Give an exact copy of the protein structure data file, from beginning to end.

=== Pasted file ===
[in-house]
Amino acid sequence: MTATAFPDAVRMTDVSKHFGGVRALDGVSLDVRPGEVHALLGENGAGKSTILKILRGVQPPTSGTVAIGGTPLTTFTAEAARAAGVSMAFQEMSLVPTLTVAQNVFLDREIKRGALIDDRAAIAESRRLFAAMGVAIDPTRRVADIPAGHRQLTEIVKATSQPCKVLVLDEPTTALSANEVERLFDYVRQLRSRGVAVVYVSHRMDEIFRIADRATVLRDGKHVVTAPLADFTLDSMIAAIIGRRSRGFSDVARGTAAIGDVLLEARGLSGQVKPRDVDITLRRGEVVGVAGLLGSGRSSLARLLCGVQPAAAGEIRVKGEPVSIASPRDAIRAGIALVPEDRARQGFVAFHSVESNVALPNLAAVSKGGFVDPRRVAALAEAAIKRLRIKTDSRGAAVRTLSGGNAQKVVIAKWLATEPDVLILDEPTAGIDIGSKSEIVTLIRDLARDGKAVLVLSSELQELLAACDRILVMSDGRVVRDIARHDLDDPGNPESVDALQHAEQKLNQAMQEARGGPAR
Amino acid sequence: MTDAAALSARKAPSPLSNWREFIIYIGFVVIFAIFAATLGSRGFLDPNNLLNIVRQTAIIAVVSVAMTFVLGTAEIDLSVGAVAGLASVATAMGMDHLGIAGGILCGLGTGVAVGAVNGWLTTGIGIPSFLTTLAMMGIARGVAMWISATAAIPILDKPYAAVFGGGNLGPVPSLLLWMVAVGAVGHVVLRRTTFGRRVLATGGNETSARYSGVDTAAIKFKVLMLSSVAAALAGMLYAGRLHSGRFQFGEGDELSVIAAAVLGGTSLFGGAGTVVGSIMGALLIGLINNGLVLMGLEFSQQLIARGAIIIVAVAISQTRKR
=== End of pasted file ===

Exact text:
[in-house]
Amino acid sequence: MTATAFPDAVRMTDVSKHFGGVRALDGVSLDVRPGEVHALLGENGAGKSTILKILRGVQPPTSGTVAIGGTPLTTFTAEAARAAGVSMAFQEMSLVPTLTVAQNVFLDREIKRGALIDDRAAIAESRRLFAAMGVAIDPTRRVADIPAGHRQLTEIVKATSQPCKVLVLDEPTTALSANEVERLFDYVRQLRSRGVAVVYVSHRMDEIFRIADRATVLRDGKHVVTAPLADFTLDSMIAAIIGRRSRGFSDVARGTAAIGDVLLEARGLSGQVKPRDVDITLRRGEVVGVAGLLGSGRSSLARLLCGVQPAAAGEIRVKGEPVSIASPRDAIRAGIALVPEDRARQGFVAFHSVESNVALPNLAAVSKGGFVDPRRVAALAEAAIKRLRIKTDSRGAAVRTLSGGNAQKVVIAKWLATEPDVLILDEPTAGIDIGSKSEIVTLIRDLARDGKAVLVLSSELQELLAACDRILVMSDGRVVRDIARHDLDDPGNPESVDALQHAEQKLNQAMQEARGGPAR
Amino acid sequence: MTDAAALSARKAPSPLSNWREFIIYIGFVVIFAIFAATLGSRGFLDPNNLLNIVRQTAIIAVVSVAMTFVLGTAEIDLSVGAVAGLASVATAMGMDHLGIAGGILCGLGTGVAVGAVNGWLTTGIGIPSFLTTLAMMGIARGVAMWISATAAIPILDKPYAAVFGGGNLGPVPSLLLWMVAVGAVGHVVLRRTTFGRRVLATGGNETSARYSGVDTAAIKFKVLMLSSVAAALAGMLYAGRLHSGRFQFGEGDELSVIAAAVLGGTSLFGGAGTVVGSIMGALLIGLINNGLVLMGLEFSQQLIARGAIIIVAVAISQTRKR